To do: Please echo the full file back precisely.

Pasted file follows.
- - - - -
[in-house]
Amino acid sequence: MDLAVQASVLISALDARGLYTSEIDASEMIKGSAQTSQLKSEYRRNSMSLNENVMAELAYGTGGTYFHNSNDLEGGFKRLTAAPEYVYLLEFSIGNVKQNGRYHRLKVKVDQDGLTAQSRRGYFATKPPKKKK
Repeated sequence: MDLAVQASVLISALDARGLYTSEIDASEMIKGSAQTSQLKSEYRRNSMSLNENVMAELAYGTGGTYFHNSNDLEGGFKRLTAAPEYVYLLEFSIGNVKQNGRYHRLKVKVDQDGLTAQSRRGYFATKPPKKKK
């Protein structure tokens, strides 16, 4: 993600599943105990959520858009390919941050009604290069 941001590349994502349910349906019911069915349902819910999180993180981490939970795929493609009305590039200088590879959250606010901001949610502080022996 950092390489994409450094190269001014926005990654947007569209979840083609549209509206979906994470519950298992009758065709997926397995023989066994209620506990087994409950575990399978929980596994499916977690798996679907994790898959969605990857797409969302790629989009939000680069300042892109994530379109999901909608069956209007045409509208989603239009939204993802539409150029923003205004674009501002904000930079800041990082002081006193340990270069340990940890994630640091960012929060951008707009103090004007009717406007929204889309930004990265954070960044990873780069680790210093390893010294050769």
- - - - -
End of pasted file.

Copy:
[in-house]
Amino acid sequence: MDLAVQASVLISALDARGLYTSEIDASEMIKGSAQTSQLKSEYRRNSMSLNENVMAELAYGTGGTYFHNSNDLEGGFKRLTAAPEYVYLLEFSIGNVKQNGRYHRLKVKVDQDGLTAQSRRGYFATKPPKKKK
Repeated sequence: MDLAVQASVLISALDARGLYTSEIDASEMIKGSAQTSQLKSEYRRNSMSLNENVMAELAYGTGGTYFHNSNDLEGGFKRLTAAPEYVYLLEFSIGNVKQNGRYHRLKVKVDQDGLTAQSRRGYFATKPPKKKK
């Protein structure tokens, strides 16, 4: 993600599943105990959520858009390919941050009604290069 941001590349994502349910349906019911069915349902819910999180993180981490939970795929493609009305590039200088590879959250606010901001949610502080022996 950092390489994409450094190269001014926005990654947007569209979840083609549209509206979906994470519950298992009758065709997926397995023989066994209620506990087994409950575990399978929980596994499916977690798996679907994790898959969605990857797409969302790629989009939000680069300042892109994530379109999901909608069956209007045409509208989603239009939204993802539409150029923003205004674009501002904000930079800041990082002081006193340990270069340990940890994630640091960012929060951008707009103090004007009717406007929204889309930004990265954070960044990873780069680790210093390893010294050769």